10 tips for more effectively talking to your children

Connecting with our children can be challenging with all of the outside stimulation and internal chaos. Here are some tips on how to more effectively talk to your children.

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  • There is so much going on in our busy lives that really connecting with our children can be a challenge. Between the preoccupation with life in general and the electronic stimulation, it can be difficult. But, we need to — every day.

  • Here are some tips on really talking to our children and getting through:

  • Disconnect

  • Get off the phone. Turn off the TV. Remove the ear buds. Ask the same of your child. If you want to 100 percent connect, you must be 100 percent disconnected from outside stimulation and so should your child.

  • Physically get on your child's level

  • If your children are little, either stoop down to their level or lift them up to yours. They are not soldiers or subordinates that you have to dominate. Your posture should be comfortable and on their level.

  • Make eye contact

  • So important. Look your child in the eye. By doing so, you are silently telling her that you care enough and are sure of your message. If you are giving her an answer, the direct eye contact adds conviction to your decision. Making eye contact makes you more genuine.

  • Add touch

  • Touch adds love to any conversation. Put your hands on your child's shoulders. Hold him in your arms. Cradle his face in your hands. All of these add love, concern, and compassion to anything you have to say.

  • Add time to listen

  • Once you have your say, you need to make sure to add some time for questions or discussion. "Do you have any questions?" "Do you understand?" "Is there anything you'd like to talk about?"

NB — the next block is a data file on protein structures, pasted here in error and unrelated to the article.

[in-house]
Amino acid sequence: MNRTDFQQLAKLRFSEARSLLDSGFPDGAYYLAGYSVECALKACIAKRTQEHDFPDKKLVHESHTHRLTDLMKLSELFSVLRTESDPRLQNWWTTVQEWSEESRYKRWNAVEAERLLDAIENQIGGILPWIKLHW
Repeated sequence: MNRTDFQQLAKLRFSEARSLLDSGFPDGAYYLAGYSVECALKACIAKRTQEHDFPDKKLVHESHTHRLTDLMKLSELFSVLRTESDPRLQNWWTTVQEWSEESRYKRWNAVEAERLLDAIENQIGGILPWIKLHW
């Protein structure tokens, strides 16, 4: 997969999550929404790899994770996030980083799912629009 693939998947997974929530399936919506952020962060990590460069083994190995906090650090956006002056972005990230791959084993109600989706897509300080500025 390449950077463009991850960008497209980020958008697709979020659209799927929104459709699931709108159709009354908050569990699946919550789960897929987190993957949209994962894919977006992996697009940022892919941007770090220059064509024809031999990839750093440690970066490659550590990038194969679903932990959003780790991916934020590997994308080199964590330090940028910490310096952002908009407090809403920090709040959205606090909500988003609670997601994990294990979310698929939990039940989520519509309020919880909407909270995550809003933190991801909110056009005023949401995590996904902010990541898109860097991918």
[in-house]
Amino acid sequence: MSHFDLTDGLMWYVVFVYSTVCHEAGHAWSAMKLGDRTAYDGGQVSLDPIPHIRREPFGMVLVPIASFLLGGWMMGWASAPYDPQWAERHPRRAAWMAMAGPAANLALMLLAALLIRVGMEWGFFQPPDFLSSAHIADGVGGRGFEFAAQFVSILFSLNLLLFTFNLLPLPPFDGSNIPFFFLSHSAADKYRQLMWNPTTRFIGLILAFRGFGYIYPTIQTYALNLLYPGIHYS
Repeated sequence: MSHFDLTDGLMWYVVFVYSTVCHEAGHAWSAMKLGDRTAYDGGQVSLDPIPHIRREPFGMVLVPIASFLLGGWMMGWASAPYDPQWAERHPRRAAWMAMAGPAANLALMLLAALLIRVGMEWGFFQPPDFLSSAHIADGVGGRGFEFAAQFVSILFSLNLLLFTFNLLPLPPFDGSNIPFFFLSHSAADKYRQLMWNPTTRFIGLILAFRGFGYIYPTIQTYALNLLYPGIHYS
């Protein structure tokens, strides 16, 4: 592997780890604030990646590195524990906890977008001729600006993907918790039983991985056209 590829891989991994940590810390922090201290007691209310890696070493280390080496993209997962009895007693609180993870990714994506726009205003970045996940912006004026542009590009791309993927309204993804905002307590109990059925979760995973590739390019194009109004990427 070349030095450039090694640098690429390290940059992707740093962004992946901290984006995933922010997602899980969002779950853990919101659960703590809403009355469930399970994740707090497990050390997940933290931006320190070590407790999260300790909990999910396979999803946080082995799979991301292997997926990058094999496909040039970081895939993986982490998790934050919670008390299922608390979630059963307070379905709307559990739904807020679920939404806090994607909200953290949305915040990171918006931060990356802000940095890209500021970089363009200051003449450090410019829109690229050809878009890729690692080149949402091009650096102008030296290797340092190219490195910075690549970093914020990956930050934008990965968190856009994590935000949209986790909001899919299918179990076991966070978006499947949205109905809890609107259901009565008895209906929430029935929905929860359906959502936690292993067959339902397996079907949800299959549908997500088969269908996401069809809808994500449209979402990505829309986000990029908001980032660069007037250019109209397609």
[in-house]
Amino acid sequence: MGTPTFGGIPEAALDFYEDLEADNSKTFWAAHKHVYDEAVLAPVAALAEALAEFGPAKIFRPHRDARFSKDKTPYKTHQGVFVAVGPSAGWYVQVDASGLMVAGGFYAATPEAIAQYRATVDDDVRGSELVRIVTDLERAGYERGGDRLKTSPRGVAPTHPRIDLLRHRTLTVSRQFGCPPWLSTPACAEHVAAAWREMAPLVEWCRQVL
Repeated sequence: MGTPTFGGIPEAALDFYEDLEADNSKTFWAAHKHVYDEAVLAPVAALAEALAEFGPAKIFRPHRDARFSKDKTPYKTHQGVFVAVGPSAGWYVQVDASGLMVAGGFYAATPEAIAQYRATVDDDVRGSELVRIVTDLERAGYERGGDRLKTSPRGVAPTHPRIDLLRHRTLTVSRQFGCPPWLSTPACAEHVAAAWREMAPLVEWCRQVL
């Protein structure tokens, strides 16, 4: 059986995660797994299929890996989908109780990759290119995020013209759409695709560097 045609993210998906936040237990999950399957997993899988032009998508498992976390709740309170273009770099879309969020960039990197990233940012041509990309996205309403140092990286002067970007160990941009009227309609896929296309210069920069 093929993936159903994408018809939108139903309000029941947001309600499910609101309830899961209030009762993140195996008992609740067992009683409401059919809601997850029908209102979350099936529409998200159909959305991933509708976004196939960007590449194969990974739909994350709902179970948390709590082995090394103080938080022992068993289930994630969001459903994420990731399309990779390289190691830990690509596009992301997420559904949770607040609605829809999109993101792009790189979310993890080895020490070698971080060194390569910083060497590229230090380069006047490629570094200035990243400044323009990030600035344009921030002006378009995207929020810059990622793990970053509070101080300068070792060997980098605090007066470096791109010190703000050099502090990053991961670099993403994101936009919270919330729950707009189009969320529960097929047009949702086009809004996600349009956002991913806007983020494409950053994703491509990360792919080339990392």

• Speak as you would to an adult

  • Throw the baby talk out the window, along with overly simplified words and trite phrases. You should speak to your children in words you would use with an adult and expose them to greater vocabulary. You should always make certain to explain or ask if they understand what your words mean, but never dumb down to them. This shows them that you believe them to be intelligent beings fully capable of hearing and understanding what you have to say.

  • Make it private

  • Important discussions should not take place in a crowd or in front of others that might belittle or tease. By making it more intimate, even one-on-one, you are showing your child that he is worth your investment and alone time. You don't have to try to handle 12 things and people at once. He is worth more than the things you're juggling and squeezing in.

  • Keep it cool

  • Do your best to keep things on an even keel. Should your child get a little out of control, calmly say, "When you're ready to discuss this, come and get me. I will drop what I'm doing and we will continue. Until then, please find a quiet place and collect yourself."

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  • No third person

  • I'm

  • Never refer to yourself by your role. "Mommy is very upset with you right now." Instead of third person, which dehumanizes and disconnects you, refer to yourself as another human being with feelings and thoughts and not by your title. "I'm not very pleased with your behavior right now."

  • Be honest about your feelings

  • There is no need to sugar coat things or play them down. If you are disappointed, let your child know. If you are angry, tell her in a calm and rational way. But, if you are pleased and delighted and proud, you should share that with her as well. You can play up the good things she does. Start out a serious conversation with something positive before you get down to the nitty-gritty.

  • Remember that you are speaking one human being to another, no matter how monstrous or alien your child behaves. Your time is so brief to teach your children to communicate effectively and it starts with how you speak to them. One of the best feelings in the world is listening to little ones mirror your rational behavior and speech in dealing with their stuffed animals, friends or siblings.

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Becky Lyn is an author and a 35+ year (most of the time) single mom.

Website: http://www.beckytheauthor.weebly.com

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